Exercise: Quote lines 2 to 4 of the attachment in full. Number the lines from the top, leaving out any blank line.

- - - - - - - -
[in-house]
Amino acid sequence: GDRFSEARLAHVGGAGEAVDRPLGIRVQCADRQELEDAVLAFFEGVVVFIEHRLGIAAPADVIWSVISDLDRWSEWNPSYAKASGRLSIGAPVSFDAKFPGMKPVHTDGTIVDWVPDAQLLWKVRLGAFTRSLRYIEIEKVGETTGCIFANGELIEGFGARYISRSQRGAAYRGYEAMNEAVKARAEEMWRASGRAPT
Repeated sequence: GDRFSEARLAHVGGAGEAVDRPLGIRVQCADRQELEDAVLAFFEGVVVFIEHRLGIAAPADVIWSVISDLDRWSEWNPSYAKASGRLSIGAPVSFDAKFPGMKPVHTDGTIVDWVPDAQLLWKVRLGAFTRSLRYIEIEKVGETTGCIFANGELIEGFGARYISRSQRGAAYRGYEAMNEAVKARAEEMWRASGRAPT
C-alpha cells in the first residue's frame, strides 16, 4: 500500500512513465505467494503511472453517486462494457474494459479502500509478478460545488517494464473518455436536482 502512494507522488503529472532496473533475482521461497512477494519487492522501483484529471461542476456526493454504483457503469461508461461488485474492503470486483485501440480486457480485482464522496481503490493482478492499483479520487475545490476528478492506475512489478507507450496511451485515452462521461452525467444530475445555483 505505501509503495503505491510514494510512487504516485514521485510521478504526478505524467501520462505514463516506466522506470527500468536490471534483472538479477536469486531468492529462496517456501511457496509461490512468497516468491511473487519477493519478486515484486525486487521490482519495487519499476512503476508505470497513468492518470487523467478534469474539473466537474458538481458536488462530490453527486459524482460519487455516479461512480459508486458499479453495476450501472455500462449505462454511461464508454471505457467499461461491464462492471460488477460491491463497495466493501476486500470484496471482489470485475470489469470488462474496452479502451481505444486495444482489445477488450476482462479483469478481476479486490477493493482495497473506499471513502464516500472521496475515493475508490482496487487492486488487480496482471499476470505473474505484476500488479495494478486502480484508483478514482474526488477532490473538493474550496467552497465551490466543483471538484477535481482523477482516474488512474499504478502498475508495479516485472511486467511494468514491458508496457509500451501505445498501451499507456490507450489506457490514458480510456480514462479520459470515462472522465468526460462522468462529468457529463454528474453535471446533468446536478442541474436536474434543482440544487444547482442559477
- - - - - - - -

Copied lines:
Amino acid sequence: GDRFSEARLAHVGGAGEAVDRPLGIRVQCADRQELEDAVLAFFEGVVVFIEHRLGIAAPADVIWSVISDLDRWSEWNPSYAKASGRLSIGAPVSFDAKFPGMKPVHTDGTIVDWVPDAQLLWKVRLGAFTRSLRYIEIEKVGETTGCIFANGELIEGFGARYISRSQRGAAYRGYEAMNEAVKARAEEMWRASGRAPT
Repeated sequence: GDRFSEARLAHVGGAGEAVDRPLGIRVQCADRQELEDAVLAFFEGVVVFIEHRLGIAAPADVIWSVISDLDRWSEWNPSYAKASGRLSIGAPVSFDAKFPGMKPVHTDGTIVDWVPDAQLLWKVRLGAFTRSLRYIEIEKVGETTGCIFANGELIEGFGARYISRSQRGAAYRGYEAMNEAVKARAEEMWRASGRAPT
C-alpha cells in the first residue's frame, strides 16, 4: 500500500512513465505467494503511472453517486462494457474494459479502500509478478460545488517494464473518455436536482 502512494507522488503529472532496473533475482521461497512477494519487492522501483484529471461542476456526493454504483457503469461508461461488485474492503470486483485501440480486457480485482464522496481503490493482478492499483479520487475545490476528478492506475512489478507507450496511451485515452462521461452525467444530475445555483 505505501509503495503505491510514494510512487504516485514521485510521478504526478505524467501520462505514463516506466522506470527500468536490471534483472538479477536469486531468492529462496517456501511457496509461490512468497516468491511473487519477493519478486515484486525486487521490482519495487519499476512503476508505470497513468492518470487523467478534469474539473466537474458538481458536488462530490453527486459524482460519487455516479461512480459508486458499479453495476450501472455500462449505462454511461464508454471505457467499461461491464462492471460488477460491491463497495466493501476486500470484496471482489470485475470489469470488462474496452479502451481505444486495444482489445477488450476482462479483469478481476479486490477493493482495497473506499471513502464516500472521496475515493475508490482496487487492486488487480496482471499476470505473474505484476500488479495494478486502480484508483478514482474526488477532490473538493474550496467552497465551490466543483471538484477535481482523477482516474488512474499504478502498475508495479516485472511486467511494468514491458508496457509500451501505445498501451499507456490507450489506457490514458480510456480514462479520459470515462472522465468526460462522468462529468457529463454528474453535471446533468446536478442541474436536474434543482440544487444547482442559477